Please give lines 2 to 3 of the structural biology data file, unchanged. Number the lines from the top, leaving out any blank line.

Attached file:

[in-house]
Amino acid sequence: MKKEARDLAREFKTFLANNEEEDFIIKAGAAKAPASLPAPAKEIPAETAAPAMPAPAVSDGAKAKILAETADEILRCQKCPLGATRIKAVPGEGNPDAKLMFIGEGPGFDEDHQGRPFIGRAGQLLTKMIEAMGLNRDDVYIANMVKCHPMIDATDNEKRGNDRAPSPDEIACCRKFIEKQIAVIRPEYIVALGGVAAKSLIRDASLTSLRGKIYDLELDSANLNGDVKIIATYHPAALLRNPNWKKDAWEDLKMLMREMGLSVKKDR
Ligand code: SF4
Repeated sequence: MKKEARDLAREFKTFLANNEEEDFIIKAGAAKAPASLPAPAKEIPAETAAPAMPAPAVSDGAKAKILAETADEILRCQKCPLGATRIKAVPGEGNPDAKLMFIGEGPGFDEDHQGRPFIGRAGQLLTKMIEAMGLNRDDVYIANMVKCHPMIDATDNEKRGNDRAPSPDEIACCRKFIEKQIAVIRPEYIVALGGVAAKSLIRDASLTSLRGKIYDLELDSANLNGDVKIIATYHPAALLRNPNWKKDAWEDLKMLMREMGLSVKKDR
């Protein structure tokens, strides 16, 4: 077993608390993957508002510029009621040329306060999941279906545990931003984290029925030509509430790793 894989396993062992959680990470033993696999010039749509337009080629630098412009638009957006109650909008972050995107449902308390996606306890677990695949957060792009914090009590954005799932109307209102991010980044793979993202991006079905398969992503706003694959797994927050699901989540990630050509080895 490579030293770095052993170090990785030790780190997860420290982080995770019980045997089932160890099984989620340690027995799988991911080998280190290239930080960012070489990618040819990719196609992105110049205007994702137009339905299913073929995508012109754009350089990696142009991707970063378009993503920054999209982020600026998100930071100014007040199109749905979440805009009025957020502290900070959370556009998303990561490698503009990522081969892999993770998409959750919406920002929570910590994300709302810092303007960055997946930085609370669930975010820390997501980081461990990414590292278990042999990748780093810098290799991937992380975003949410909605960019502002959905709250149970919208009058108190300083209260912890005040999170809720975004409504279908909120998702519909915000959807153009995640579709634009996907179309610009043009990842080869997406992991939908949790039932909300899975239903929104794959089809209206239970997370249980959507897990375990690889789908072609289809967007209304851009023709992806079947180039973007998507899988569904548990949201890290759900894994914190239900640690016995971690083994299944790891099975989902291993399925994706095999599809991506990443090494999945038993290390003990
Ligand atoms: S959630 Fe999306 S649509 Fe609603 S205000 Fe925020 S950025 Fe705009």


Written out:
Amino acid sequence: MKKEARDLAREFKTFLANNEEEDFIIKAGAAKAPASLPAPAKEIPAETAAPAMPAPAVSDGAKAKILAETADEILRCQKCPLGATRIKAVPGEGNPDAKLMFIGEGPGFDEDHQGRPFIGRAGQLLTKMIEAMGLNRDDVYIANMVKCHPMIDATDNEKRGNDRAPSPDEIACCRKFIEKQIAVIRPEYIVALGGVAAKSLIRDASLTSLRGKIYDLELDSANLNGDVKIIATYHPAALLRNPNWKKDAWEDLKMLMREMGLSVKKDR
Ligand code: SF4